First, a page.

‘Because of informers, meetings were never announced beforehand’—Read an excerpt from Dayspring, the memoir of the late CJ Driver, major South African poet and exiled student politician

The JRB presents an excerpt from Dayspring, the forthcoming memoir by CJ Driver, edited and with a foreword by Nobel Prize-winning author JM Coetzee. Out in South Africa on 1 July 2024.

CJ Driver (Edited by JM Coetzee)
Karavan Press and uHlanga

I had given up residence in Smuts Hall in part because I thought it would be cheaper taking a room in Rondebosch. While I quite liked being on my own, my room was small and uncomfortable, stifling in summer and cold and damp in winter. I wasn’t meant to do any cooking, though in fact I did smuggle in a heating ring, and I had to share my landlady’s bathroom and lavatory upstairs. At first, I took my evening meal in an Italian restaurant in Rondebosch, which did a special deal whereby one got the plat du jour for relatively little. Then I discovered that the refectory at the Students’ Union did a special three-course lunch at a very low price—it was in fact one of the quiet subsidies meant to make life easier for students from the townships. So I had lunch on campus, and in the evening cooked myself a bowl of pasta with grated hard cheese. 

But after the nasty experience of Bornholm disease, I decided I should try to find somewhere less damp to live. Adrian Leftwich, who had succeeded John Shingler as president of NUSAS and with whom I was friendly, asked if I would like to share the rent of the White Cottage with him. Although the presidency of NUSAS was a paid position, the pay was a pittance. The White Cottage was owned by an Indian family who lived unobtrusively in a quiet lane behind the cottage; one of its advantages was that it was as yet unaffected by the Group Areas Act, which designated certain areas for particular racial groups. That suited us politically. Leftwich was himself an interesting young man, literate, energetic, a committed liberal, deeply interested in politics, very popular on campus; he was charming, a good actor and a remarkable debater, even by the standards of stars like Rubin and Bromberger.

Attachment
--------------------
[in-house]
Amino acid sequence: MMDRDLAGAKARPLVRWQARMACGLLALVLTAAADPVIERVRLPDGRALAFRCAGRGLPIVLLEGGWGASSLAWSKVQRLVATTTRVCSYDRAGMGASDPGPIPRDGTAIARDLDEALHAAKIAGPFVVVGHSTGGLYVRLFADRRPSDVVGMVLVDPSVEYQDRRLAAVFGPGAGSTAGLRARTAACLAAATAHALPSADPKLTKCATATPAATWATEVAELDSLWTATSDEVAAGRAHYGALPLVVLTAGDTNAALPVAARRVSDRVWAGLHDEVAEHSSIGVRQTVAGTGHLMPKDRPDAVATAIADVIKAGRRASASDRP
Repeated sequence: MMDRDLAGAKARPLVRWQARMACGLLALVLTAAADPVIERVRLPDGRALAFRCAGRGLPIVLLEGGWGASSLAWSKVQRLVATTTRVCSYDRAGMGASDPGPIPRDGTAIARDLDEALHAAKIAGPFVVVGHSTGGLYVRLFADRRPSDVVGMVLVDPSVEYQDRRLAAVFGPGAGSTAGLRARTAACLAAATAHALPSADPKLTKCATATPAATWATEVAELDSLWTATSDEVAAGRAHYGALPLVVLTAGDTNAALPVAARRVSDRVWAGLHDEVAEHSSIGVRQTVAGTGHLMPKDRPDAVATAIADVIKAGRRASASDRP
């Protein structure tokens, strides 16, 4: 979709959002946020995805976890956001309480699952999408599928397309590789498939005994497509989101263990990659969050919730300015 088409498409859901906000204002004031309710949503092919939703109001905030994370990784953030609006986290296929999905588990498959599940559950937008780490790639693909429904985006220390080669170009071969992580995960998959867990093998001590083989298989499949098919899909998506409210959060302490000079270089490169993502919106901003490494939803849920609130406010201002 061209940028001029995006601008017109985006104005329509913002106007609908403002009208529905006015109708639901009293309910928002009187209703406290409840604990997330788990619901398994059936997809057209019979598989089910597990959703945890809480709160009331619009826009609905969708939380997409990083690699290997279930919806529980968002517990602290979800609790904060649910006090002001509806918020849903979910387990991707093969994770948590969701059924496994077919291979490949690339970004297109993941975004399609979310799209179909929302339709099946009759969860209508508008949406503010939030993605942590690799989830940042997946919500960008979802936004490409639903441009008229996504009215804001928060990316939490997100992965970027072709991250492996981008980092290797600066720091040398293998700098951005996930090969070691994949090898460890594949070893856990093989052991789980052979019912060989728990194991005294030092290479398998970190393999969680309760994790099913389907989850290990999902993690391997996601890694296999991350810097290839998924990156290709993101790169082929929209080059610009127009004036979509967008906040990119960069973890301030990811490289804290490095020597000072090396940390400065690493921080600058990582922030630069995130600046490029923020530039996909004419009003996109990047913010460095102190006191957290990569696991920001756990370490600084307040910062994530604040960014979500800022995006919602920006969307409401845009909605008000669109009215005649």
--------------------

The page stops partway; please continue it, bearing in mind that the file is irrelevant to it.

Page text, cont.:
In my capacity as a member of the national executive, I had accompanied Adrian Leftwich on one of his presidential tours to the Eastern Cape, visiting Rhodes University in Grahamstown and the University College of Fort Hare in Alice. Fort Hare numbered among its ex-students some of the most famous politicians in Africa, not only in South Africa. NUSAS had in fact been banned from the Fort Hare campus by the principal, backed by the security police. The security police in Alice were led by an especially nasty and brutal officer named Hattingh, who was constantly on the lookout for political intruders. 

The opposition of the college’s principal, and the ban on NUSAS, counted in favour of Leftwich and myself, since liberals were not well regarded among students at Fort Hare, ‘liberal’ being synonymous with ‘half-hearted’. We had excellent contacts there, two of whom became lifelong friends. Stephen Gawe, son of the Chaplain-General to the ANC, would later emerge from detention and then imprisonment to join me at Trinity College, Oxford. Winston Nagan, son of an Indian headwaiter from Port Elizabeth and an Afrikaner mother who were separated when the Immorality Act came into force in 1949, was at Brasenose College, Oxford, while I was at Trinity. Both had fine subsequent careers: Gawe became, post-apartheid, a senior member of the South African diplomatic corps; Nagan became professor of international law at the University of Florida.

A third friend, though perforce I was out of touch with him for many years, when I was in exile and he was a lawyer in the Transkei, was one of the more remarkable young men of those days: Templeton Mdlalana, a tall, powerfully built, brilliantly articulate man, strong in a crisis, unflinching under pressure. 

The three were not just outstanding students at Fort Hare, but were typical of the range of talent, courage and intelligence to be found there. 

Leftwich and I arrived in Alice after sunset, and were taken to the first meeting place, a slight declivity in the middle of the rugby pitch. When police cars tried to track us, we all lay flat. Their lights swept over the field and showed it as empty. 

We discussed holding the meeting in the university itself, at midnight. One of the students had a spare set of keys and would open a lecture room for us. Because of informers, meetings were never announced beforehand. Five minutes before the starting time, word would go round the residences that there would be a meeting, and nearly everyone came. Indeed, suspicion fell on those who did not. 

The Fort Hare students were almost without exception brilliant debaters: political debate was a favourite pastime. Moreover, many (though by no means all) were Xhosa-speaking. AmaXhosa culture (for men at least) had a strong emphasis on democratic debate within the tribal structures. Young men were encouraged to get to their feet among their elders to argue a case. Nonetheless, even in that formidably aware audience, Leftwich’s performance that night was the best I had ever seen: passionate, witty, sharp, spontaneous, fluent. He did get some help: when the questions started from the floor—many of them adversarial—a friend in the front row would occasionally write in big letters on a page of foolscap, and hold it up so that Leftwich could see it, a helpful bit of guidance as to the political affiliation of the questioner: NEUM—Non-European Unity Movement, basically Trotskyite—or PAC—or in one case AGENT PROVOCATEUR. A year later, when I was back in Fort Hare as Leftwich’s successor, and facing a similarly aware and politically tricky audience, one of the messages held up to help me deal with a dangerously provocative question about the use of armed force was INFORMER.